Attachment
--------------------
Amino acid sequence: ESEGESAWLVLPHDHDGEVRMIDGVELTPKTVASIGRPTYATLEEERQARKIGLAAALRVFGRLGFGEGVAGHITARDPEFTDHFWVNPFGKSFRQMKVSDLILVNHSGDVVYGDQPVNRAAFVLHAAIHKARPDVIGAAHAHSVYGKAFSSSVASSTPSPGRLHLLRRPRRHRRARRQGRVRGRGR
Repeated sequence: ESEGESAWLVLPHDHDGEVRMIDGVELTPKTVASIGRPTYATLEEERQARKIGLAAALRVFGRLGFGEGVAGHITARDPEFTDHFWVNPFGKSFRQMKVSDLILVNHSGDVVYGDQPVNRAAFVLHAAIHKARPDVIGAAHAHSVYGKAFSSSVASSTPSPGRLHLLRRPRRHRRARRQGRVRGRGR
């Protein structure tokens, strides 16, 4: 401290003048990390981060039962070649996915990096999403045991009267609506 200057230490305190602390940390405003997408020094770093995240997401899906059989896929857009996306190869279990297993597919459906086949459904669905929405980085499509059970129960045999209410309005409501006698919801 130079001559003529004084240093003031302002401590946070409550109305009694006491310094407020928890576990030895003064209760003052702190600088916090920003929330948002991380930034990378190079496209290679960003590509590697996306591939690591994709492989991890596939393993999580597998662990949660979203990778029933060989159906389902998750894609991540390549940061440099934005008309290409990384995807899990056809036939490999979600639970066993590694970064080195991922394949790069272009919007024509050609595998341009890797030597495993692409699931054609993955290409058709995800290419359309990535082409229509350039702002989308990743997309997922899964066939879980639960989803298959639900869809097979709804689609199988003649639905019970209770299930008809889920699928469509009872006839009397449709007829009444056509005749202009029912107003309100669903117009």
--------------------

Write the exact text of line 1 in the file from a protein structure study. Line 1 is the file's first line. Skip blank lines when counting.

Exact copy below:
Amino acid sequence: ESEGESAWLVLPHDHDGEVRMIDGVELTPKTVASIGRPTYATLEEERQARKIGLAAALRVFGRLGFGEGVAGHITARDPEFTDHFWVNPFGKSFRQMKVSDLILVNHSGDVVYGDQPVNRAAFVLHAAIHKARPDVIGAAHAHSVYGKAFSSSVASSTPSPGRLHLLRRPRRHRRARRQGRVRGRGR